While employers incur more exposure daily with the increasing complexity of employment laws and social sentiment, the 2023 market for Employment Practices Liability Insurance (EPLI) progresses favorably for well-run organizations with thorough human resource management.
To protect your rates and insurability, implement a proactive risk management plan to mitigate losses, litigation exposure and employment risks. A third-party HR service, your insurance broker and your insurance carrier are key partners to help navigate challenges and prevent frequent and severe EPLI claims.
Market Outlook for 2023
In December 2022, Alera Group released its 2023 Property and Casualty Market Outlook. Here’s what we said about Employment Practices Liability Insurance:
“The market has gained conﬁdence in Employment Practices Liability Insurance (EPLI) as recent rate increases and coverage restrictions foretell favorable underwriting results.
- “Pricing is trending favorably into 2023, with relatively modest increases averaging 7%. Well-performing risks not in high-hazard classes can expect to see rate increases of ﬂat to single-digit, primarily reﬂecting inﬂation-driven costs. Others with poorer loss history and/or in higher-risk classes will see a combination of higher rates and retentions.
- “Availability and capacity remain stable and are broadly available in both the standard and wholesale markets. However, the standard markets’ preference for relatively low limits (up to $500,000) leaves the demand for higher limits largely to the surplus lines market, where higher rates and retentions will apply.
- “Underwriting scrutiny will remain stable as markets have become more accepting of heightened standards introduced in prior years. Classes that will be more difficult to place include those where staffing is transitory and turnover is high — such as healthcare, hospitals, hospitality, schools and retail — and any having a poor loss history.
- “All applicants will be subject to a thorough claims history analysis and will be expected to complete applications for both new and renewal accounts, and to produce evidence of a functioning, formal risk management program.”
EEOC Discrimination Charges Spike
Despite the positive insurance market trends, the EEOC (U.S. Equal Employment Opportunity Commission) Annual Performance Report for Fiscal Year 2022 reported a 20% spike in discrimination charges and an increase in monetary benefits totaling $513 million. Communication with the agency amplified, with 18% more phone calls and 34% more emails than in FY 2021.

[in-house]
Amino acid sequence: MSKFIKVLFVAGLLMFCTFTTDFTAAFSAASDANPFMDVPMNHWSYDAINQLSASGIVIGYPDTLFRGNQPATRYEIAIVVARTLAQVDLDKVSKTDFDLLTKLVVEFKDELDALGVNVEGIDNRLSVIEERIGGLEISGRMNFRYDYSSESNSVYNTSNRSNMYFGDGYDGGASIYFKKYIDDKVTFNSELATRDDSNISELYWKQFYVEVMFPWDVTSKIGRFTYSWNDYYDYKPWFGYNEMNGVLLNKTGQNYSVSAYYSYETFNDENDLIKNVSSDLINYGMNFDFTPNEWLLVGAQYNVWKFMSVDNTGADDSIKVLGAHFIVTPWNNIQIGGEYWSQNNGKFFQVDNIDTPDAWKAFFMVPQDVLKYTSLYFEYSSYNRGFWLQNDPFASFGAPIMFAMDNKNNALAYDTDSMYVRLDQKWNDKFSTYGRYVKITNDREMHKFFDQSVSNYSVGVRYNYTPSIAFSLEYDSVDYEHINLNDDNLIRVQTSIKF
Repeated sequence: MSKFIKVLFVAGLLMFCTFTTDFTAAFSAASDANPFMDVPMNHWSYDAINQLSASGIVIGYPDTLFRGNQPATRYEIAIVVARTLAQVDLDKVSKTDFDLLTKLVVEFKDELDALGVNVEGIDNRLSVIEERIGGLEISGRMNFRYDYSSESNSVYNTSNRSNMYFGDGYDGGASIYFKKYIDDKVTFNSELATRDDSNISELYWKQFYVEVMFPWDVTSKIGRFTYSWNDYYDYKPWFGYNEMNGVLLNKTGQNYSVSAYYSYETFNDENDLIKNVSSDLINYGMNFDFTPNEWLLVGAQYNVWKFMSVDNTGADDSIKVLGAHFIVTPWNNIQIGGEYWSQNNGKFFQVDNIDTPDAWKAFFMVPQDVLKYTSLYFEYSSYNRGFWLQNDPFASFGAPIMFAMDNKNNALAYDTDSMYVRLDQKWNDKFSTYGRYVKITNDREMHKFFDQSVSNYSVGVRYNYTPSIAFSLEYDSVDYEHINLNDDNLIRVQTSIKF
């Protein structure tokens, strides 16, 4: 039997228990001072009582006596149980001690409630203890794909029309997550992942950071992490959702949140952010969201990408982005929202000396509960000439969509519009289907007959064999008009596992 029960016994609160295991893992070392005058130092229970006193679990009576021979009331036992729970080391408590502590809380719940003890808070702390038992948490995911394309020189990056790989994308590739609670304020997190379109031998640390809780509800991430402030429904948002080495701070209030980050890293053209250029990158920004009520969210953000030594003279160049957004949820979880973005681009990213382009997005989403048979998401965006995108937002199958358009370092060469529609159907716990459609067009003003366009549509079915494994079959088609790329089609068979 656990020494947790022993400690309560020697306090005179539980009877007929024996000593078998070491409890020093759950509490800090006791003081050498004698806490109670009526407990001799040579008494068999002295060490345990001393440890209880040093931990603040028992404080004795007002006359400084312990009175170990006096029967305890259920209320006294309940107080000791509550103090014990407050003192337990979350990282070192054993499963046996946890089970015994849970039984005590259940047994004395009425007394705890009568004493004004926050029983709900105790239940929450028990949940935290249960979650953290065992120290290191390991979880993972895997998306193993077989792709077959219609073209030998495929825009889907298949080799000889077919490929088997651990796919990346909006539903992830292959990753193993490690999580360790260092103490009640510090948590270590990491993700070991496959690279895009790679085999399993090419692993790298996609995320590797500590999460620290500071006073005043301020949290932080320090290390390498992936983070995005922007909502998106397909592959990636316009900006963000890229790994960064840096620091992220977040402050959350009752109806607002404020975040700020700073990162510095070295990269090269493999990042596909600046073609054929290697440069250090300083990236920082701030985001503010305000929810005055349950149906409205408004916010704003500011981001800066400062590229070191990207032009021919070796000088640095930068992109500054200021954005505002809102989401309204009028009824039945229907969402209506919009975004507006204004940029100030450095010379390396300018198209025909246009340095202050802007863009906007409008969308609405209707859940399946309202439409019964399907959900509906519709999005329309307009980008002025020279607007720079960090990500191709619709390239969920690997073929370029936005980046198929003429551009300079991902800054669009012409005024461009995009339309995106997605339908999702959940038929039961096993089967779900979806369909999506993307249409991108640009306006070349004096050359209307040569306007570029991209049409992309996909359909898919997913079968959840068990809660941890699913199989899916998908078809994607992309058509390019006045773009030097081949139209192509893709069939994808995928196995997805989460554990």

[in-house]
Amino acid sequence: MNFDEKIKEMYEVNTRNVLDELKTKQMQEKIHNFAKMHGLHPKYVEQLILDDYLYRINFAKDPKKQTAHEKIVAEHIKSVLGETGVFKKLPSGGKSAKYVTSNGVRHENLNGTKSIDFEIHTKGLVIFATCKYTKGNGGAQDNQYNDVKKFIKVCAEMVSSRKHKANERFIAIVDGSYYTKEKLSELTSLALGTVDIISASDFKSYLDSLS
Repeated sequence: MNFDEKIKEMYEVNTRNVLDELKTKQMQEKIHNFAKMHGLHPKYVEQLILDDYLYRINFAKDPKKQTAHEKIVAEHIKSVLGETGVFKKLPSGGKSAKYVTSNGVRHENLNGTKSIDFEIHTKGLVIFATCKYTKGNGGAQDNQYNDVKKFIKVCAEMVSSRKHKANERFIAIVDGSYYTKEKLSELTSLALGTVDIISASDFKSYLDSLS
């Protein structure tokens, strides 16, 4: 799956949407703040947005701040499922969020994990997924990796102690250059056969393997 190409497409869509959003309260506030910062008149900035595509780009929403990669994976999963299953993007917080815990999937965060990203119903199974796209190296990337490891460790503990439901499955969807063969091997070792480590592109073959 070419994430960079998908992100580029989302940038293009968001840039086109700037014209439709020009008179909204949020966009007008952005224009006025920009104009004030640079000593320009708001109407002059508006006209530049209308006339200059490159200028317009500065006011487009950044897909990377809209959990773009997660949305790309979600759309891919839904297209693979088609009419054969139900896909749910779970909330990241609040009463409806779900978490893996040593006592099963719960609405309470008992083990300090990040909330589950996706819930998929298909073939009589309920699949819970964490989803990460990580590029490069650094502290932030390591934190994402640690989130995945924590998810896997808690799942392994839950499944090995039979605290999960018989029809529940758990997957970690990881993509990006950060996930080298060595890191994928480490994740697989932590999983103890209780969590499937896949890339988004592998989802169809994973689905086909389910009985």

Pandemic-related exposures and social challenges have raised public awareness on employee rights and employer responsibilities. It’s worth noting that a single phone call from an employee to the EEOC can lead to a company-wide investigation for systemic employment discrimination.
In March 2023, to cite one recent example, a federal court awarded the EEOC more than $2.6M for a sex discrimination case. The business refused to hire 48 women for certain positions and changed their work duties based on sex, which revealed a pattern of discrimination.
Expect Accommodation Requests
The Department of Labor Bureau of Labor Statistics reported that 42% of establishments with 100-5,000 employees offered at least one form of workplace flexibility during the pandemic, a figure that jumped to 51% for establishments with 5,000 or more employees.
As businesses move towards a return to the office, they can expect an influx of accommodation requests from employees who have enjoyed the flexibility offered during the pandemic.
Laura Lapidus, employment practices liability and management liability expert at CNA Insurance, told the online publication Risk & Insurance, “I think you’re going to see an increase in requests for accommodation from people who have disabilities, whether it’s long-COVID or whether it’s some type of disability where they’re concerned about getting COVID.
“It’s a lot harder for an employer to [insist] that a job can’t be performed remotely when the employee has been doing it remotely for two years,” she added.
New Laws and Evolving Landscape
The Pregnant Workers Fairness Act (PWFA) goes into effect on June 27, 2023, and mandates that private and public sector employers with more than 15 employees provide reasonable accommodations for pregnant employees. The EEOC summarizes reasonable accommodations and prohibited actions under the new act in the article “What You Should Know About the Pregnant Workers Fairness Act.”